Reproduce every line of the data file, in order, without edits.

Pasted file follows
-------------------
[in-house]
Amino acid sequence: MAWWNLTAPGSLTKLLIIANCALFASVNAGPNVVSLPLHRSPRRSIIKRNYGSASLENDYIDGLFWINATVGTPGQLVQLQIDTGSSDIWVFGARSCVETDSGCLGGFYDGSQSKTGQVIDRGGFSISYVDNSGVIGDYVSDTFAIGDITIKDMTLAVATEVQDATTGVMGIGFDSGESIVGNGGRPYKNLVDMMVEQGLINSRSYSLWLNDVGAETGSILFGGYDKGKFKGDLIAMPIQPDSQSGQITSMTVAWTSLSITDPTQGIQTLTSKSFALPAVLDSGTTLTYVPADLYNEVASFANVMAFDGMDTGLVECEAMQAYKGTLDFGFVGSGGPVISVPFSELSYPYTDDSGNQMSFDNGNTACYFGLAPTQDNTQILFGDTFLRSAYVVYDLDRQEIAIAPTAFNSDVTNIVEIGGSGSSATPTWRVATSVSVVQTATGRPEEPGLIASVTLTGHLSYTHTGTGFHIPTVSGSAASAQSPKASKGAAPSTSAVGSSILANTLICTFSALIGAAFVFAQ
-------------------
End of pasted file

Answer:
[in-house]
Amino acid sequence: MAWWNLTAPGSLTKLLIIANCALFASVNAGPNVVSLPLHRSPRRSIIKRNYGSASLENDYIDGLFWINATVGTPGQLVQLQIDTGSSDIWVFGARSCVETDSGCLGGFYDGSQSKTGQVIDRGGFSISYVDNSGVIGDYVSDTFAIGDITIKDMTLAVATEVQDATTGVMGIGFDSGESIVGNGGRPYKNLVDMMVEQGLINSRSYSLWLNDVGAETGSILFGGYDKGKFKGDLIAMPIQPDSQSGQITSMTVAWTSLSITDPTQGIQTLTSKSFALPAVLDSGTTLTYVPADLYNEVASFANVMAFDGMDTGLVECEAMQAYKGTLDFGFVGSGGPVISVPFSELSYPYTDDSGNQMSFDNGNTACYFGLAPTQDNTQILFGDTFLRSAYVVYDLDRQEIAIAPTAFNSDVTNIVEIGGSGSSATPTWRVATSVSVVQTATGRPEEPGLIASVTLTGHLSYTHTGTGFHIPTVSGSAASAQSPKASKGAAPSTSAVGSSILANTLICTFSALIGAAFVFAQ